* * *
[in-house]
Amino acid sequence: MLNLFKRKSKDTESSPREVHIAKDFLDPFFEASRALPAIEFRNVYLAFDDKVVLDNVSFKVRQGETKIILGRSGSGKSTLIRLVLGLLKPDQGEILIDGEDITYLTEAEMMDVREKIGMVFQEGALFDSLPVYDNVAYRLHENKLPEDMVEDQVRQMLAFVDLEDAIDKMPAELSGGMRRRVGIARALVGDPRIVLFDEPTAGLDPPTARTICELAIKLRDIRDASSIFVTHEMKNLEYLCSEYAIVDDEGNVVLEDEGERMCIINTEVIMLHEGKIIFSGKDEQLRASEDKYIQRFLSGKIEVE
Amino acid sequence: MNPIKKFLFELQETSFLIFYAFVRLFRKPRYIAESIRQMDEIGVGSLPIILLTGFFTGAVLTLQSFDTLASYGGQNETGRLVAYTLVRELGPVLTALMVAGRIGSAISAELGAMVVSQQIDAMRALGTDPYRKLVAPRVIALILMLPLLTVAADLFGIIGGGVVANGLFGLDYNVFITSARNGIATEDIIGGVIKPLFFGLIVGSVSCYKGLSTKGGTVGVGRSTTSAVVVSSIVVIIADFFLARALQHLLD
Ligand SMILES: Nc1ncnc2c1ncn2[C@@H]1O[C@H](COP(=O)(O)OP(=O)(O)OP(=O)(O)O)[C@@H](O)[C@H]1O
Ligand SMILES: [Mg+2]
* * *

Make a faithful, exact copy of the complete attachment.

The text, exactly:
[in-house]
Amino acid sequence: MLNLFKRKSKDTESSPREVHIAKDFLDPFFEASRALPAIEFRNVYLAFDDKVVLDNVSFKVRQGETKIILGRSGSGKSTLIRLVLGLLKPDQGEILIDGEDITYLTEAEMMDVREKIGMVFQEGALFDSLPVYDNVAYRLHENKLPEDMVEDQVRQMLAFVDLEDAIDKMPAELSGGMRRRVGIARALVGDPRIVLFDEPTAGLDPPTARTICELAIKLRDIRDASSIFVTHEMKNLEYLCSEYAIVDDEGNVVLEDEGERMCIINTEVIMLHEGKIIFSGKDEQLRASEDKYIQRFLSGKIEVE
Amino acid sequence: MNPIKKFLFELQETSFLIFYAFVRLFRKPRYIAESIRQMDEIGVGSLPIILLTGFFTGAVLTLQSFDTLASYGGQNETGRLVAYTLVRELGPVLTALMVAGRIGSAISAELGAMVVSQQIDAMRALGTDPYRKLVAPRVIALILMLPLLTVAADLFGIIGGGVVANGLFGLDYNVFITSARNGIATEDIIGGVIKPLFFGLIVGSVSCYKGLSTKGGTVGVGRSTTSAVVVSSIVVIIADFFLARALQHLLD
Ligand SMILES: Nc1ncnc2c1ncn2[C@@H]1O[C@H](COP(=O)(O)OP(=O)(O)OP(=O)(O)O)[C@@H](O)[C@H]1O
Ligand SMILES: [Mg+2]